On Spring Break As A Kid, There Is Nothing More Classic Than Leaving The Pool To Grab A Turkey Sandwich From Upstairs
So maybe this is an extremely niche title for a blog. But I feel like there most of you reading this spent spring breaks as children somewhere down in Florida. Whether that be in the panhandle near Tallahassee or Pensacola, in Orlando at a theme park, down south in Fort Myers - most people have childhood memories of spending time somewhere down in Florida.
For me it’s Marco Island. From first grade until seventh or eighth grade I spent most every spring break down there. It’s known as a retirement community for the most part, a place for snowbirds living in the midwest to escape the cold. Marco Island is about forty minutes from the Fort Meyers International Airport, and while it is true that many a retiree spend the traditional winter months there, it’s also quite family friendly. You’ve got parents with children that want to swim, the problem is you can’t take them to Panama City, Clearwater, or Miami because well, let us be honest for moment - the dregs of society are hanging out there from late February until mid-April. Marco Island is as far south in Florida as you can go before hitting Cuba. It has pristine beaches, combed daily by attentive hotel staff and nightlife that shuts down by about 9:00 p.m. most evenings. It is the perfect spot for a family of four, which leads me to the title of this particular blog.
During a child’s spring break you’re not doing a whole lot. You’re spending much of your time with a sibling or some kid you met down at the hotel or condominium pool and you find ways to occupy your time when you’re down there for a week.
The biggest question you have to answer on a day to day basis is simple: pool or beach? If you’re poolside, that means Marco Polo is in play as well as 500 and diving contests. If you’re at the beach you’re bodysurfing. You’re tossing the frisbee. And you’re definitely trying to stay out of your mothers way while she tries to read her book. But one constant remains whether you choose pool or beach and that is the turkey sandwich. Maybe once or twice during the trip you’ll find your way into a spot for chicken fingers, fries, and a coke, but the majority of the trip lunch consists of one thing - the turkey sandwich. Publix deli is fantastic. You get yourself a pound or two of turkey for the week, some provolone or swiss, fresh lettuce, tomatoe, mayo, mustard - you know the drill. From 9 a.m. to noon you’re swimming. And by 1 you could eat a goddamn horse. And so you go back up to the room, fix yourself a sandwich with some potato chips on the side and drink a Coca Cola classic while you watch a Spongebob or Hey Arnold episode.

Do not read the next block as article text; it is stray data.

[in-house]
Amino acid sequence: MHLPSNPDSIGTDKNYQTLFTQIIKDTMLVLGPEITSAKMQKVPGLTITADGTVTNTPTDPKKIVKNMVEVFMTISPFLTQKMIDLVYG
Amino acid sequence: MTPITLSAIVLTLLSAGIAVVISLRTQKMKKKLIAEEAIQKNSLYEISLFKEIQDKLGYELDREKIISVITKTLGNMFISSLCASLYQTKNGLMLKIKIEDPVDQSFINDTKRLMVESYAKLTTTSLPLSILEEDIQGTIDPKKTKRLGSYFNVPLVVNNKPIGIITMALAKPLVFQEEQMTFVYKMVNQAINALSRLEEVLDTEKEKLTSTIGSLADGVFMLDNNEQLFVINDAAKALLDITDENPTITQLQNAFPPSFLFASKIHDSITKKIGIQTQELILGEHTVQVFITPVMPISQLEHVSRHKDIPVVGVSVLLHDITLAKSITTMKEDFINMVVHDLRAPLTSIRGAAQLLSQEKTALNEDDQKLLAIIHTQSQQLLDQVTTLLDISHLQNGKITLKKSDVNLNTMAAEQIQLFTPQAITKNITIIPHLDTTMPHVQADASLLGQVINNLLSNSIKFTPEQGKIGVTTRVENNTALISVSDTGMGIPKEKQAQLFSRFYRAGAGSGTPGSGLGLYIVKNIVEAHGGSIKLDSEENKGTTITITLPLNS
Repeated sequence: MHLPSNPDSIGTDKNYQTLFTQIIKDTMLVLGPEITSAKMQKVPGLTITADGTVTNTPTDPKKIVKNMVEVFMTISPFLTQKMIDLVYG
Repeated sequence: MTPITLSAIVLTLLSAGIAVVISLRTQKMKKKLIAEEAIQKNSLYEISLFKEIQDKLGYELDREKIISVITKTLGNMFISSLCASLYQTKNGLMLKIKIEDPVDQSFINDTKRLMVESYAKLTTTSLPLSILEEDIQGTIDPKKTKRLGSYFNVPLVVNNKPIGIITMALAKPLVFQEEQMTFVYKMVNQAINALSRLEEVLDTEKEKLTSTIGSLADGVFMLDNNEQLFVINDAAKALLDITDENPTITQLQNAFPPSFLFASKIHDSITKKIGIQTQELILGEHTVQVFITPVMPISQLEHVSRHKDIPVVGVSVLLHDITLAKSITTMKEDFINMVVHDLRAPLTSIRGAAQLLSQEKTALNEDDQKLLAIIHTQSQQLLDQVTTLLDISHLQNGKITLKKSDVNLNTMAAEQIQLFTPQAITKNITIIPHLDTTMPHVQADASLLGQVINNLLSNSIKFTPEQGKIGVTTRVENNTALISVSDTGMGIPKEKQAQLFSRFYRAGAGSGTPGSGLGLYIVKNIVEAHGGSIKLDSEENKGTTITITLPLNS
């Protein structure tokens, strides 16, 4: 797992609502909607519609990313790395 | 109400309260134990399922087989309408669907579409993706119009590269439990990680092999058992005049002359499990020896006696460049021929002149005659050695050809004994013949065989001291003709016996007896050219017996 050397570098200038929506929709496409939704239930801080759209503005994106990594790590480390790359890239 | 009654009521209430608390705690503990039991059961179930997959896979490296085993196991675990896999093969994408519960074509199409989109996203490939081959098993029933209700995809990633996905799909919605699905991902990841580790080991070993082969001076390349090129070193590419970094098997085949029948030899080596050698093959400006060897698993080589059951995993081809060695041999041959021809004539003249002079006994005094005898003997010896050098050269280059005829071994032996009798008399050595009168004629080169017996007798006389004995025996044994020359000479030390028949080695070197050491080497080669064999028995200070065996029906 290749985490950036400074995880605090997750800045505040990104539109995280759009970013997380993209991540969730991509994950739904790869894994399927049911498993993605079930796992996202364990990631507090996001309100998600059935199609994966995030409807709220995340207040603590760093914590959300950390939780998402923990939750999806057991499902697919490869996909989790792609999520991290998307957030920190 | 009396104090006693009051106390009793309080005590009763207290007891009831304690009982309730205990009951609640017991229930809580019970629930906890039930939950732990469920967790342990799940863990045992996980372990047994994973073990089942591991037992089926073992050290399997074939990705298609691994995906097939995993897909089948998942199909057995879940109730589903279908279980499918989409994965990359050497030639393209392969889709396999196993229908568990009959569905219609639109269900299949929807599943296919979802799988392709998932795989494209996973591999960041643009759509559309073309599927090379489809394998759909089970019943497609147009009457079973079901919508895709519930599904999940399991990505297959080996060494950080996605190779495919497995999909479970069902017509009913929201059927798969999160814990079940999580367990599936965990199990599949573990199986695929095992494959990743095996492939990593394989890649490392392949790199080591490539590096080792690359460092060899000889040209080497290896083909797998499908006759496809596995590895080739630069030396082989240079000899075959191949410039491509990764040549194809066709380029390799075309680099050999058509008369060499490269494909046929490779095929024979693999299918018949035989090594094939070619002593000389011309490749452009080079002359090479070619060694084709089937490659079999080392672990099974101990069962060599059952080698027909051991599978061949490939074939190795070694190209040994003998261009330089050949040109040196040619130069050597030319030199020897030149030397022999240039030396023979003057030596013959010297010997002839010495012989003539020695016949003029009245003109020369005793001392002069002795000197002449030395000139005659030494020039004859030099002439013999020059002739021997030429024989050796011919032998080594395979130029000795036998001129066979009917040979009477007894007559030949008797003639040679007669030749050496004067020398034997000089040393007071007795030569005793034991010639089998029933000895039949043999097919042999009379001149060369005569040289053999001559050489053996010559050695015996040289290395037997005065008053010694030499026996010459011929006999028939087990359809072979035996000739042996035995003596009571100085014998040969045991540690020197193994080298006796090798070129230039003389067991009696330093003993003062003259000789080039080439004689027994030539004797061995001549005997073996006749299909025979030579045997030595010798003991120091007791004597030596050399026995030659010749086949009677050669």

If there was one thing I looked forward to on spring break other than no school and constant swimming, it was that turkey sandwich at lunch time. Sure I could eat a turkey sandwich any time when I was at home back in Michigan, but down there, after a few hours of swimming in the hot Florida sun that turkey sandwich with a coke and some chips just hits different. Unless you’ve lived it I can’t adequately explain it, but those sandwiches were always flame. Once again I realize that this is incredibly niche, but I hope some of you reading this can relate on a surface level.